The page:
The Overlooked Demographic: Suicide in middle-aged men
The people who die by suicide are not primarily teenage females, as many tend to think. The group of individuals who die by suicide at the highest rate is not teenagers, nor is it females. It is middle-aged men.
According to Waukesha County Technical College psychology professor and Prevent Suicide Greater Milwaukee volunteer Dr. Bob DuBois, suicide prevention efforts are mostly focused on youth. Teenagers are the most recognized age group when talking about suicide prevention, so most prevention programs take place in high schools.
“It’s easier to reach youth because they’re in schools,” DuBois said.
Youth are more than just better reached. According to suicide survivor and prevention advocate Travis Pipes, they are better taken care of.
“We have seen a lot of funding committed to youth initiatives,” Pipes said.
According to PSGM, men aged 45-59 account for the most suicide deaths in the U.S. Middle-aged and older people who die by suicide are less heard of in the media. DuBois credited this to several factors, some specific to gender. One main factor is the tendency for middle-aged adults, especially men, to hide their pain.
“We (men) become better at wearing a mask,” DuBois said.
A lot of people have a hard time talking about their feelings, not just men. Author and PSGM steering committee member Dr. Tony Piparo explained that it can be harder to recognize that an adult has negative feelings because they tend to keep to themselves and are less obvious about it.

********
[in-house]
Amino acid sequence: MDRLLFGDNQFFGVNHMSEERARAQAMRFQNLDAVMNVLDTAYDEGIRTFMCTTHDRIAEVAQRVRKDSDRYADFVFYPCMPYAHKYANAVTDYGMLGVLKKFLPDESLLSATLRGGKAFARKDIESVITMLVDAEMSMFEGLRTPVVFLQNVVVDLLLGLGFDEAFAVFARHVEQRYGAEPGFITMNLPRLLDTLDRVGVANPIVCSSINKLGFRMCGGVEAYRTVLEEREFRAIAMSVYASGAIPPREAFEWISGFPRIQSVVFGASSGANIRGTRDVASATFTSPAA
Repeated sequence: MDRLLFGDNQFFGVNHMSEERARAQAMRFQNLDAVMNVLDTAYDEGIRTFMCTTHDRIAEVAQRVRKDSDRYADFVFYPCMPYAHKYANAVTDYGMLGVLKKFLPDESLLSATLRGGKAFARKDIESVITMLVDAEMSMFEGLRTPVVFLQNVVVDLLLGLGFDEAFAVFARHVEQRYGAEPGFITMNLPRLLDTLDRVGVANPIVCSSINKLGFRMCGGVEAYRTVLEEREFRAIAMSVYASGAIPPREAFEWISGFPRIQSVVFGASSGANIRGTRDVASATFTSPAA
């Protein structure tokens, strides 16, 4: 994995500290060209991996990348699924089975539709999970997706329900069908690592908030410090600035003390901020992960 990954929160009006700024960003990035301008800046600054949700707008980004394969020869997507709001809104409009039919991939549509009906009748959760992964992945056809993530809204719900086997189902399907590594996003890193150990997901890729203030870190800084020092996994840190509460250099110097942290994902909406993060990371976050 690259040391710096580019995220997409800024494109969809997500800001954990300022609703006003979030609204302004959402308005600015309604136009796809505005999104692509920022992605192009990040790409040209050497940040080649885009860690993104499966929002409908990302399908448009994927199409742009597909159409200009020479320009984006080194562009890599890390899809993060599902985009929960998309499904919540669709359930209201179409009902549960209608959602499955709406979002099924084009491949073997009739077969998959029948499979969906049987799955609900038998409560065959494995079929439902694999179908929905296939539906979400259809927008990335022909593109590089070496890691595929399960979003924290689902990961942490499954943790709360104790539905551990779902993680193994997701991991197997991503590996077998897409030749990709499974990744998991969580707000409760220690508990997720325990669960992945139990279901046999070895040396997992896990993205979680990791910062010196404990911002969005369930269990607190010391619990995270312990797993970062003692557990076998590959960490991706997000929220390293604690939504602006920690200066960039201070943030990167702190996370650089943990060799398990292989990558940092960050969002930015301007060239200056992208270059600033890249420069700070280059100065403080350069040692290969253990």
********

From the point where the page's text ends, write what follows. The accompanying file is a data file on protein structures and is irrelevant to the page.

“People don’t want to talk about it for fear of being labeled,” Piparo said.
Factors outside of an individual’s control, such as insurance coverage, also influence this underrepresented age group.
“Not a lot of people have the coverage for mental health services,” Piparo said.
Also out of an individual’s control are certain middle-life occurrences that can make life difficult and a person depressed. DuBois listed things such as marriage problems, overwhelming responsibilities, job loss, or the reality that one’s life goal might not be attained. Without functional ways of coping, these occurrences can hit hard.
“Without strategies, the burden of stress weighs on you and overwhelms you,” DuBois said.
At any age there can be some kind of stress.
According to the 2017 Milwaukee County Suicide Deaths Preliminary Summary from the Milwaukee County Medical Examiner, 45-54 year olds accounted for 17 percent of deaths by suicide in Milwaukee County in 2017. The biggest percentage was 55-64 year olds at 21 percent. 3 percent of suicide deaths were 10-15 year olds, 14 percent were 16-24, 13 percent were 25-34, 17 percent were 35-44, 15 percent were 65-74,and 5 percent were over 75.
“We need more people to be open about their mental health as they are about physical illness,” DuBois said.
Talking about it is the beginning step. If enough people talk, there may be a better chance of bringing awareness to the problem.
“There needs to be more awareness toward the demographics we are not focused on,” Pipes said.